On my part, in spite of the mounting pressure from the family, I wasn’t about to feign any kind of interest in her to please them. About a week after Tiffany arrived into (was thrust upon) my life, I was being forced to muster up an emotion for her that I wasn’t capable of feeling. Her so-called ‘cuteness’ had made no impression on me and mother kept putting her in my face as I mentioned in my last post. So one day I just woke up and accidentally on purpose sprayed her kennel with the generous contents of my bladder. This would have been enough to let someone know how I felt about her. You would think that anyone with half a brain would get the message from what you might call an obviously vulgar gesture on my part, but no, not her. The infernally persistent creature continued to follow me around, now and then sniffing around my male belly looking for teats. As though there was any possibility of them sprouting on my hairy chest if she kept at it!

The family returned and mother, in her obvious bid to overcompensate me, was overdoing her love for me to the point where it seemed unnatural. Talk about being guilty and all that! She asked the staff at home if “we” had become friends in her absence and they informed her that the prospects of that happening were bleak as I had growled at the over friendly Tiffany several times while the family was away. A disapproving eyebrow or two was raised in my direction before she proclaimed that we all ought to be patient and by the summer Tiffany and I would be inseparable. Her optimism in life and faith in me moves me to tears. But I would be lying if I told you that it was enough to make me change my mind about the pup.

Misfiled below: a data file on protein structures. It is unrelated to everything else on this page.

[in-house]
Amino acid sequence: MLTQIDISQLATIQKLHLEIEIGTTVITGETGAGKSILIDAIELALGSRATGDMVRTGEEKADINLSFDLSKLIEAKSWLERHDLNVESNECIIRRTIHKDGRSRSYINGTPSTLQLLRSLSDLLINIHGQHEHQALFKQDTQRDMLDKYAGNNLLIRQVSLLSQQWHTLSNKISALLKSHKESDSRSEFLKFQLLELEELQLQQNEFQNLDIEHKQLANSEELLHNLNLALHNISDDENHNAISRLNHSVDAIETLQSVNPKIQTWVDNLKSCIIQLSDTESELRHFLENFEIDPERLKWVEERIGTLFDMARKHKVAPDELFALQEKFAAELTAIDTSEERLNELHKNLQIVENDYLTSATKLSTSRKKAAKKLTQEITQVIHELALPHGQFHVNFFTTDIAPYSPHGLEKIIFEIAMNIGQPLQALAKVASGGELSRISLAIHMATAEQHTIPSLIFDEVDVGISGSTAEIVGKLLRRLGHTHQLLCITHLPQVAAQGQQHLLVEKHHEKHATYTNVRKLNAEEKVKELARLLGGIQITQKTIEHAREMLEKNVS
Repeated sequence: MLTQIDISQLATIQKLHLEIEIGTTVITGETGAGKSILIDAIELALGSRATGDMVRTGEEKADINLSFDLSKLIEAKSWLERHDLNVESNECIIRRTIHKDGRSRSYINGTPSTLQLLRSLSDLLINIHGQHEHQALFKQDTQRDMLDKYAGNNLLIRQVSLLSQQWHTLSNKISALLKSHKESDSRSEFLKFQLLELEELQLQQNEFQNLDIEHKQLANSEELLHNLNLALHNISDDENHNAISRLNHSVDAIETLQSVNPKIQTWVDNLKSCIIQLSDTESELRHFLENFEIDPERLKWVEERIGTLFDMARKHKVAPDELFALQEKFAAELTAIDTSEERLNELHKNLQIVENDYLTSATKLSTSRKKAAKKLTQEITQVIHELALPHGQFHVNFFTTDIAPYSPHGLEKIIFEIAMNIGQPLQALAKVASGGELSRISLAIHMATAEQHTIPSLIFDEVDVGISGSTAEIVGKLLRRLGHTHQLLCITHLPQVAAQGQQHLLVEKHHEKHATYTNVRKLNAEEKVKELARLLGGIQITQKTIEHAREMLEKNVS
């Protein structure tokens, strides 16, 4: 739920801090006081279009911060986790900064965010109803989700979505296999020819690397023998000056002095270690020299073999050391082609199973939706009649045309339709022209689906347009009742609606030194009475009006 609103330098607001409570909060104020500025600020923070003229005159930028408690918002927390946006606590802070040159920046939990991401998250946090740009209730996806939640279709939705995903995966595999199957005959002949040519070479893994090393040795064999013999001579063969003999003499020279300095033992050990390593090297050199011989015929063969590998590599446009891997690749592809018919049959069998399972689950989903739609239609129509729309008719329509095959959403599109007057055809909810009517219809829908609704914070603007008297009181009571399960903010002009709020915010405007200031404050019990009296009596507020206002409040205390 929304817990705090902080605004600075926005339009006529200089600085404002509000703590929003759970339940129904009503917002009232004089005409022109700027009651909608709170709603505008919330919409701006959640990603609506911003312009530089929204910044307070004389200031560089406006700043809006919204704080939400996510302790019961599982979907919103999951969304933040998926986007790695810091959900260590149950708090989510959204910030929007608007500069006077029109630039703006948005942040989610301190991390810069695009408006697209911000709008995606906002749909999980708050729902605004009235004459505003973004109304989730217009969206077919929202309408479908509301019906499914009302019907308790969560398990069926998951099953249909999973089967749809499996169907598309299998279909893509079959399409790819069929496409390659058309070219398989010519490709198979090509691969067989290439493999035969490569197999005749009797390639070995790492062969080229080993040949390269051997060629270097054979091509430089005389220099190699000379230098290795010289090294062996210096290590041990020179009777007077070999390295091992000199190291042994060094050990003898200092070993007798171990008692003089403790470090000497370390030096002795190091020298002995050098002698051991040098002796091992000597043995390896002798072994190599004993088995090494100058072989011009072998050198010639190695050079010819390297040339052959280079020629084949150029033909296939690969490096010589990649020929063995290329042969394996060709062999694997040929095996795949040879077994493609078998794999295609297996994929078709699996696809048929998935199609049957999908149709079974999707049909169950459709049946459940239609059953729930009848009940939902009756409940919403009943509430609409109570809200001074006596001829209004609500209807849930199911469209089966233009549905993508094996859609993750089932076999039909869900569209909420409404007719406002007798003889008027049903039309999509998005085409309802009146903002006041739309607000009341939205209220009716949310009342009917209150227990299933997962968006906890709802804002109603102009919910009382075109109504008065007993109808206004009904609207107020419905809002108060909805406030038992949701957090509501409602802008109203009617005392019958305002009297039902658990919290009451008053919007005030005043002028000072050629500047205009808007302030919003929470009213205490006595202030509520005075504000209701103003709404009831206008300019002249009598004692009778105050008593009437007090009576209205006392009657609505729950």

In the family’s absence I did catch her chewing up mother’s pile of books kept on the lower shelf of the rack and a few other sundry items within the reach of someone a little taller than a caterpillar. But I have shown stoic refrain from standing in her way because, and pardon me for relying on so many cliches, but it is oh-such-fun to watch someone dig their own grave.

This morning was particularly interesting as mother woke up  and screamed in horror when she saw an unusually sober Tiffany  sitting in a corner with a moss green face. I wonder how completely oblivious she was of the fact that she looked any different since the previous night. It seems tat the scavenging imbecile had found a tube of oil paint in the children’s room and because she seems to live by the principal of ‘when in doubt eat it’, she sank her teeth into it only to have it rupture all over her furry face and the living room floor.

I would have preferred had mother not L’Occitaned her yet again and left her looking like some kind of a decaying pantomime artist. But she lathered her face, washed her up and then plugged in a hair dryer to blast dry her face. You should have seen just how perfectly that scared our intrepid friend.

She smelt like a lemon orchard for the rest of the day and I could not bear to sit next to her. Us dogs don’t like perfumed things as you might know and do not treat dogs that do not smell like dogs with respect.

Be that as it may, I am looking at mother in a new light. You see, there are enough stray puppies on the street and if you were a person of even the slightest degree of compassion in you, you would bring home one such puppy. Instead you find a pup that looks like the Harrods teddy and have long, over familiar conversations with some breeder in another city and organize for her transportation. Then you take her pictures all day long marveling sighing and gasping at her pristine beauty. How truly shallow!